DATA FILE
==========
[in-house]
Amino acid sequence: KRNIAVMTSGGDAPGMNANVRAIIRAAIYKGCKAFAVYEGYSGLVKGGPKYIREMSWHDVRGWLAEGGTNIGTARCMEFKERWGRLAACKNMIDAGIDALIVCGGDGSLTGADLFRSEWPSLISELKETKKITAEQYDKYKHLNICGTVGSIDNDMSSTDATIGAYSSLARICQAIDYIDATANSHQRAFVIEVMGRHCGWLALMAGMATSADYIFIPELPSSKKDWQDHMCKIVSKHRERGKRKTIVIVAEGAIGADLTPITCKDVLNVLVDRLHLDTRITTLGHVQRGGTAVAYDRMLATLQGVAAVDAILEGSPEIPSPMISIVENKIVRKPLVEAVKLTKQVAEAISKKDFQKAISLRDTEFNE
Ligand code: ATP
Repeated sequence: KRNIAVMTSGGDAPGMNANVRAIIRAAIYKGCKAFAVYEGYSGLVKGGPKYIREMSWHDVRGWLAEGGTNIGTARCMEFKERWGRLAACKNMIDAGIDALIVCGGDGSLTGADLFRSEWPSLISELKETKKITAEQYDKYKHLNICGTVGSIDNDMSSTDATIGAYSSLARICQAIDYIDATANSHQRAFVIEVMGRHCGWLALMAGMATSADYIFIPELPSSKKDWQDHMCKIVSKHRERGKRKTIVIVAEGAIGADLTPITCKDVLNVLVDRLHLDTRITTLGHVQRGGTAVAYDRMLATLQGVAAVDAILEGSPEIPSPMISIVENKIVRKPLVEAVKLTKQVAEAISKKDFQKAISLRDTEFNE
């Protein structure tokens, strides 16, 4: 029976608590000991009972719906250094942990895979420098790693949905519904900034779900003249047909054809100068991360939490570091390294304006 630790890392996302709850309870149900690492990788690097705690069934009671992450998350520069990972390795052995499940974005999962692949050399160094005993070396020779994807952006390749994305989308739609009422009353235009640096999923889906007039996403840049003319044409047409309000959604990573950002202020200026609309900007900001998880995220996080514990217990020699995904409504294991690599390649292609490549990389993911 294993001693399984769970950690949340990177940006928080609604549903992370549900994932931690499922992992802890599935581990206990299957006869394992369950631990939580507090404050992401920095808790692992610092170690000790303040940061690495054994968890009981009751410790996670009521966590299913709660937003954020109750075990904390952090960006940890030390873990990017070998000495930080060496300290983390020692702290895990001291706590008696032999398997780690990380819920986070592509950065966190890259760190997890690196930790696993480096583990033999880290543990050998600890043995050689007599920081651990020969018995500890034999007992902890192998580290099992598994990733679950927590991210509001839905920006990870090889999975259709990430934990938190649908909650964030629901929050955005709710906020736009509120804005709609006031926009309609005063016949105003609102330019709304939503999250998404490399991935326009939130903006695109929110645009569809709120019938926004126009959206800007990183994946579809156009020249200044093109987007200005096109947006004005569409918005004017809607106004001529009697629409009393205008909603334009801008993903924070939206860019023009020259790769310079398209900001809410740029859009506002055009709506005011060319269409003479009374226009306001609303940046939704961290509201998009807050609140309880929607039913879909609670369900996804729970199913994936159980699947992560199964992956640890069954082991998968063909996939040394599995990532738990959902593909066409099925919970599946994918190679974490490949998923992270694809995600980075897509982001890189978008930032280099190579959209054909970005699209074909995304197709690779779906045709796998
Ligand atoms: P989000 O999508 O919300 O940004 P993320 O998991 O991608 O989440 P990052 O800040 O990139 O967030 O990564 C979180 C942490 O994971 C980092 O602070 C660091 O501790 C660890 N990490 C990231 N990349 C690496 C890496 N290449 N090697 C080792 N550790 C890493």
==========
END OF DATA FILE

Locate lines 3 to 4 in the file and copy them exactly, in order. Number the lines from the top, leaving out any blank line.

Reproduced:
Ligand code: ATP
Repeated sequence: KRNIAVMTSGGDAPGMNANVRAIIRAAIYKGCKAFAVYEGYSGLVKGGPKYIREMSWHDVRGWLAEGGTNIGTARCMEFKERWGRLAACKNMIDAGIDALIVCGGDGSLTGADLFRSEWPSLISELKETKKITAEQYDKYKHLNICGTVGSIDNDMSSTDATIGAYSSLARICQAIDYIDATANSHQRAFVIEVMGRHCGWLALMAGMATSADYIFIPELPSSKKDWQDHMCKIVSKHRERGKRKTIVIVAEGAIGADLTPITCKDVLNVLVDRLHLDTRITTLGHVQRGGTAVAYDRMLATLQGVAAVDAILEGSPEIPSPMISIVENKIVRKPLVEAVKLTKQVAEAISKKDFQKAISLRDTEFNE